The Pacific Northwest has a large population of migrating Green Winged Teal that arrives in the spring. The extreme south coast has a few of them that stay year-round. The green-winged teal is a small dabbling duck with a green wing patch. Males are mostly gray, with a vertical white bar in front of each wing, and have a reddish head with a broad green patch behind each eye. Males in non-breeding plumage and immature young resemble females. Females are mostly brown, with a buff stripe on each side of the tail. Small bill and pale under tail coverts.
Green-winged teal can be found around rivers, marshes, and coastal estuaries. The Green-Wing Teal’s diet is quite varied, they will feed on insects and aquatic vegetation. An opportunistic feeder, the Green-winged adjusts its diet as different foods become available. Vegetation is eaten mostly in the fall and winter, consisting mainly of seeds of grasses, sedge’s and shoots of water plants, they will occasionally feed on agricultural crops after the fields have been harvested. During the breeding season, they feed on a variety of animal matter like insects, larvae, and fish eggs. A dabbler, the green-winged will feed by tipping their bodies to let them pick at the bottom or gather insects by skimming the water with its bill. The green-winged will also feed along mudflats, foraging for insects and mollusks.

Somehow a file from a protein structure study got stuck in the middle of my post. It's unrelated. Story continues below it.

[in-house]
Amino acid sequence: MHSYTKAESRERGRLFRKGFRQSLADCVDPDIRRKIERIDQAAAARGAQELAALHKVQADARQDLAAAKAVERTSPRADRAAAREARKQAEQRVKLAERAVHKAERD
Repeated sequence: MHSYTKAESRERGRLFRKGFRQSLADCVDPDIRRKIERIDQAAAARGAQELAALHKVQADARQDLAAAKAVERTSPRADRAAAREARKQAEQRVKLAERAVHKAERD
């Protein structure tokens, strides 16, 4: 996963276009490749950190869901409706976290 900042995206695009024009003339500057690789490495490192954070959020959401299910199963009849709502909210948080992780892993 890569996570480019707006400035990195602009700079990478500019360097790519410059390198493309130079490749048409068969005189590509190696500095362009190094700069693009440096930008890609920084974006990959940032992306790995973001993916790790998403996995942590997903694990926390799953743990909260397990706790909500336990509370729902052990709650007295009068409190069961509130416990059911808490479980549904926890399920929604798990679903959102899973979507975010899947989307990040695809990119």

When nesting, the female will use her feet to excavate a depression in the ground where she will begin to lay her eggs, she will cover each egg with vegetation until her last egg is laid, she then covers the nest with down, she will only then start incubating the eggs, this is so that all the birds hatch at the same time.